The OFT to investigate workplace pensions

Rebecca Rutt
by Lovemoney Staff Rebecca Rutt on 17 January 2013  |  Comments 1 comment

The OFT has launched a study into workplace pensions. But does it go far enough?

The OFT to investigate workplace pensions

The Office of Fair Trading (OFT) has launched a study into workplace pension schemes, looking into whether they give savers value for money.

Four million savers in the UK are currently signed up to a defined contribution pension scheme with their employers. This number is set to rise dramatically as auto-enrolment is fully rolled-out. By 2018 an additional six to nine million workers will join.

The annual contributions into workplace pensions will also increase by £11 billion by 2018, which is why the OFT is acting now to determine if these schemes are really in the best interests of savers.

OFT investigation

The main focus of this study will be looking at the price savers will need to pay for a workplace pension and the average size of the pension pot they can expect.

This includes evaluating how pension providers compete with one another, and how this may change over time. How much pressure there is on providers to keep charges low will also be investigated.

The study will also focus on how smaller firms will cope with auto-enrolment and the problems they may face when making pension choices for their employees. The OFT wants to establish how much help smaller companies will be entitled to when setting up new pension schemes.

Lastly, the study will look into the barriers savers may face if they want to switch pension schemes and how far employers will be focused on making sure their workers are getting the best deal.

Mary Starks, Senior Director for the OFT, says the UK workplace pensions market is set for rapid change and growth in the next six years and it’s important savers get a good deal.

“We want to take a look at the market now to ensure that providers are competing to offer the best possible deals, and that the choices made by employers mean that employees are saving into good pension schemes for their retirement,” she adds.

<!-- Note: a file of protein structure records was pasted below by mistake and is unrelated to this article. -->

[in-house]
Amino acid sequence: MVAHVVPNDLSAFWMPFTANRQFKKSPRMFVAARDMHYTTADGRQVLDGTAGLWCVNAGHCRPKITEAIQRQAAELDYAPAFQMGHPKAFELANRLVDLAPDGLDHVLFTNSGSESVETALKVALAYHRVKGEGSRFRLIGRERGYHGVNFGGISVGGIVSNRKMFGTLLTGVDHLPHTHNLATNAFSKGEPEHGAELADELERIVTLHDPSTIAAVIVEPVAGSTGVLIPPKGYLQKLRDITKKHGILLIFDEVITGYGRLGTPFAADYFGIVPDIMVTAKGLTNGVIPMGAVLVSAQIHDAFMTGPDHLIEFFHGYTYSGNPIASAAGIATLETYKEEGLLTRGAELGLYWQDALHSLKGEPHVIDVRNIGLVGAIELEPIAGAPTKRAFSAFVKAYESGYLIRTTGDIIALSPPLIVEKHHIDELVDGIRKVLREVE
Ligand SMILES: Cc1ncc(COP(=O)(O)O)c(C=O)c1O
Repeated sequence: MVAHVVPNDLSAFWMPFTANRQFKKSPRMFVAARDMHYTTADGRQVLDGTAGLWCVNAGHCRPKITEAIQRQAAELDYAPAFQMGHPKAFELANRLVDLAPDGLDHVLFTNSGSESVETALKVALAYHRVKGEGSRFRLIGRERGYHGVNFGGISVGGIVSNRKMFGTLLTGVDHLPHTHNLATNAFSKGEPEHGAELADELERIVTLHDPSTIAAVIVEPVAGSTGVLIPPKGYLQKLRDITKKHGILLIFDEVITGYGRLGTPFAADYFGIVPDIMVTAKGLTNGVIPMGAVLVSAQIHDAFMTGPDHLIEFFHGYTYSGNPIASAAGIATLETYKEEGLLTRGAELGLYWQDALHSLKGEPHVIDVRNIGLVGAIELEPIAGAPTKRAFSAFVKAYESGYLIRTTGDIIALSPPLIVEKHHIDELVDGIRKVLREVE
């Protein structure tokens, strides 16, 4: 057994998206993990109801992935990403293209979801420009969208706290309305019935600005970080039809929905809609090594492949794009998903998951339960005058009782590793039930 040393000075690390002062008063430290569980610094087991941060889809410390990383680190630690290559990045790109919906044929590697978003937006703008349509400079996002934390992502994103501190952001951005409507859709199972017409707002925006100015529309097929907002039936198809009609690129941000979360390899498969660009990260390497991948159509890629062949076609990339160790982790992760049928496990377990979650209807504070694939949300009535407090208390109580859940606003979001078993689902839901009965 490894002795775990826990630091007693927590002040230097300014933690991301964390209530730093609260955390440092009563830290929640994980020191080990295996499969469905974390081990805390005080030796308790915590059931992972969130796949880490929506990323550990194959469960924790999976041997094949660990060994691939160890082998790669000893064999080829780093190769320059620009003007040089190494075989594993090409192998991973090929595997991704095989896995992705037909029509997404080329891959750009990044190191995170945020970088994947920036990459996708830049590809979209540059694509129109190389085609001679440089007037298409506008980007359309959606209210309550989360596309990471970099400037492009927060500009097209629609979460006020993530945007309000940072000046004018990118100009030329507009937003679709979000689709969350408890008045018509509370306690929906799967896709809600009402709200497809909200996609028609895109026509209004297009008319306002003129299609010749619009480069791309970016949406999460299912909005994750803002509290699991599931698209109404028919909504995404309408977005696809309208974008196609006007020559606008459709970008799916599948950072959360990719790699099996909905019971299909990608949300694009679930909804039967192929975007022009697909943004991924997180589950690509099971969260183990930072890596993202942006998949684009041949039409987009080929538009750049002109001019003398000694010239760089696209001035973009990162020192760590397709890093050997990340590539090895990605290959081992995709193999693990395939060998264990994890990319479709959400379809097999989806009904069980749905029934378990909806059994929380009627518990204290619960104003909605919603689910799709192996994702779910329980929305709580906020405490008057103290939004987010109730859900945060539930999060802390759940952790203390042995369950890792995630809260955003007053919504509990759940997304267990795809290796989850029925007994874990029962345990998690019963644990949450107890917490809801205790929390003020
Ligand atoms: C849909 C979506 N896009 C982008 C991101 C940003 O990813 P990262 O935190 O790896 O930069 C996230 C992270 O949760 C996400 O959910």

Over the next few months the OFT will be collecting information from various sources such as pension providers, advisers and employers. The study will be finished in August 2013.

Auto-enrolment

Auto-enrolment started last October, with employees automatically signed into a pension which both they and their employer contribute too. Right now it’s only being rolled-out in large firms but in the next six years it will move to medium-sized and then smaller companies.

The idea is to try to encourage workers to start taking more responsibility when saving for retirement. Everyone will be automatically enrolled if they are at least 22, earning more than £8,105 and under State Pension age.

You can read the full details in our piece on what auto-enrolment means for you.

Does the OFT study go far enough?

Danny Cox, spokesperson for Hargreaves Lansdown, says with a pension scheme the main factors to look at when deciding what kind of savings pot you’ll have in retirement is how much you put in, how long for and the kind of investment returns you get.

Therefore he thinks it’s vital the OFT also looks into these factors – and not just the costs – involved with workplace pensions.

For example, a 35-year old employee saving £200 a month until they turn £65 may amass a savings pot of £335,000, if there was 6% growth and 1% charges. If the charges go up by 0.25% then the end pot will go down to £321,447 - a loss of nearly £14,000.

Although this is a significant loss, Cox points out that if the saver had begun a pension a year earlier then the pension could be closer to £360,752, an increase of almost £26,000.

Putting away £50 a month more will also have increased the pot to nearly £418,000 – which leaves the pensioner £83,000 richer.

As such it's vital employers and employees have access to information about how much their pension could change when looking at a range of factors - and not just the pension charges.

Cox also points out that “pensions are no longer ‘high charge’” and it is possible to find cheaper ways to invest, such as through a low-cost SIPP which typically costs no more than 0.55% - so £5.50 a year for every £1,000.

More on pensions:

What's wrong with income drawdown?

Why it pays to be negative about your pension

New £144 State Pension: all you need to know

How to get the best life insurance policy

What happens to your money after you die?

How self-employed people can save for their retirement

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Comments (1)

  • MK22
    Love rating 169
    MK22 said

    Good to see the OFT looking in to something important (pmsl). Any chance that they will also investigate why 0.55% charges are deemed "low" rather than on the high side of "average"? No, I thought not.

    Report on 17 January 2013  |  Love thisLove  1 love

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